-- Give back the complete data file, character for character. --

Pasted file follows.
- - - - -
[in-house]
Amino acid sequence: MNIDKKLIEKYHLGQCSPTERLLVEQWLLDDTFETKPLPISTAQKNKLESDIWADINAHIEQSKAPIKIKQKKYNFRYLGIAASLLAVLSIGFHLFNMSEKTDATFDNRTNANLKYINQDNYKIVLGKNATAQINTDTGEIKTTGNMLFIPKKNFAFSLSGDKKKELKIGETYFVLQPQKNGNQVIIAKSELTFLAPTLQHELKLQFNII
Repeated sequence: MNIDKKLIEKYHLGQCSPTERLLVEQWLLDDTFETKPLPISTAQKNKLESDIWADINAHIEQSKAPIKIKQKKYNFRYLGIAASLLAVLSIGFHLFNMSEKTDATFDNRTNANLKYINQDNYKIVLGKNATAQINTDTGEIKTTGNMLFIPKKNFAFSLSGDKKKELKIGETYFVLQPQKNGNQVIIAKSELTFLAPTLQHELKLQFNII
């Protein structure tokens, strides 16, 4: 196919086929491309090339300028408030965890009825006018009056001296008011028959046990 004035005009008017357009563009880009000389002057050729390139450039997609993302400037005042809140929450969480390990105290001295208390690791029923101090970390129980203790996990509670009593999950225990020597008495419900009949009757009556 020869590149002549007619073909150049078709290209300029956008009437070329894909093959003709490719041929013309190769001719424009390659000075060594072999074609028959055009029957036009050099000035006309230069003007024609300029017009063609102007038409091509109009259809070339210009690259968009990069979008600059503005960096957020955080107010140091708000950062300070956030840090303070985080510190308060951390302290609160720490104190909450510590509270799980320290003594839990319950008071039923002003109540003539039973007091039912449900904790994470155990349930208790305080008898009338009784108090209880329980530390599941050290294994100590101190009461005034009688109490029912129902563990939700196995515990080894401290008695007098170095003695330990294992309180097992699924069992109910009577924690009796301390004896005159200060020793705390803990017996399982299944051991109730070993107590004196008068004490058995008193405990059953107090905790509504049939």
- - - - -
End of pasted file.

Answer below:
[in-house]
Amino acid sequence: MNIDKKLIEKYHLGQCSPTERLLVEQWLLDDTFETKPLPISTAQKNKLESDIWADINAHIEQSKAPIKIKQKKYNFRYLGIAASLLAVLSIGFHLFNMSEKTDATFDNRTNANLKYINQDNYKIVLGKNATAQINTDTGEIKTTGNMLFIPKKNFAFSLSGDKKKELKIGETYFVLQPQKNGNQVIIAKSELTFLAPTLQHELKLQFNII
Repeated sequence: MNIDKKLIEKYHLGQCSPTERLLVEQWLLDDTFETKPLPISTAQKNKLESDIWADINAHIEQSKAPIKIKQKKYNFRYLGIAASLLAVLSIGFHLFNMSEKTDATFDNRTNANLKYINQDNYKIVLGKNATAQINTDTGEIKTTGNMLFIPKKNFAFSLSGDKKKELKIGETYFVLQPQKNGNQVIIAKSELTFLAPTLQHELKLQFNII
């Protein structure tokens, strides 16, 4: 196919086929491309090339300028408030965890009825006018009056001296008011028959046990 004035005009008017357009563009880009000389002057050729390139450039997609993302400037005042809140929450969480390990105290001295208390690791029923101090970390129980203790996990509670009593999950225990020597008495419900009949009757009556 020869590149002549007619073909150049078709290209300029956008009437070329894909093959003709490719041929013309190769001719424009390659000075060594072999074609028959055009029957036009050099000035006309230069003007024609300029017009063609102007038409091509109009259809070339210009690259968009990069979008600059503005960096957020955080107010140091708000950062300070956030840090303070985080510190308060951390302290609160720490104190909450510590509270799980320290003594839990319950008071039923002003109540003539039973007091039912449900904790994470155990349930208790305080008898009338009784108090209880329980530390599941050290294994100590101190009461005034009688109490029912129902563990939700196995515990080894401290008695007098170095003695330990294992309180097992699924069992109910009577924690009796301390004896005159200060020793705390803990017996399982299944051991109730070993107590004196008068004490058995008193405990059953107090905790509504049939």